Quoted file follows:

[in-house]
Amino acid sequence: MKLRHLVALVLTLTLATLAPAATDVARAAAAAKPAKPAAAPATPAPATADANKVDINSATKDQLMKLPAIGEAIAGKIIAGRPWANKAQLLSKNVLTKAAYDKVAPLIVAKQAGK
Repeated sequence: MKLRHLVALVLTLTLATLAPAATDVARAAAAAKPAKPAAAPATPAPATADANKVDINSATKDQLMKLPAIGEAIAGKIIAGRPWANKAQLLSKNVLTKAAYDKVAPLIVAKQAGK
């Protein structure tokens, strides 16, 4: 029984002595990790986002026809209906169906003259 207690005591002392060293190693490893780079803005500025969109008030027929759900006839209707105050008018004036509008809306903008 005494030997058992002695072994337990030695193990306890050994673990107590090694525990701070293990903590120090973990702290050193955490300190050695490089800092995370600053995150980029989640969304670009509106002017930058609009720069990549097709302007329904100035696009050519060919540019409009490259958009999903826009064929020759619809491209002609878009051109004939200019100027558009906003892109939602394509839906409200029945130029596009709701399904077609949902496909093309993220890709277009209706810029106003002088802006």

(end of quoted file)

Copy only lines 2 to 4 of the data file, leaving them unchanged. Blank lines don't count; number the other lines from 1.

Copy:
Amino acid sequence: MKLRHLVALVLTLTLATLAPAATDVARAAAAAKPAKPAAAPATPAPATADANKVDINSATKDQLMKLPAIGEAIAGKIIAGRPWANKAQLLSKNVLTKAAYDKVAPLIVAKQAGK
Repeated sequence: MKLRHLVALVLTLTLATLAPAATDVARAAAAAKPAKPAAAPATPAPATADANKVDINSATKDQLMKLPAIGEAIAGKIIAGRPWANKAQLLSKNVLTKAAYDKVAPLIVAKQAGK
């Protein structure tokens, strides 16, 4: 029984002595990790986002026809209906169906003259 207690005591002392060293190693490893780079803005500025969109008030027929759900006839209707105050008018004036509008809306903008 005494030997058992002695072994337990030695193990306890050994673990107590090694525990701070293990903590120090973990702290050193955490300190050695490089800092995370600053995150980029989640969304670009509106002017930058609009720069990549097709302007329904100035696009050519060919540019409009490259958009999903826009064929020759619809491209002609878009051109004939200019100027558009906003892109939602394509839906409200029945130029596009709701399904077609949902496909093309993220890709277009209706810029106003002088802006």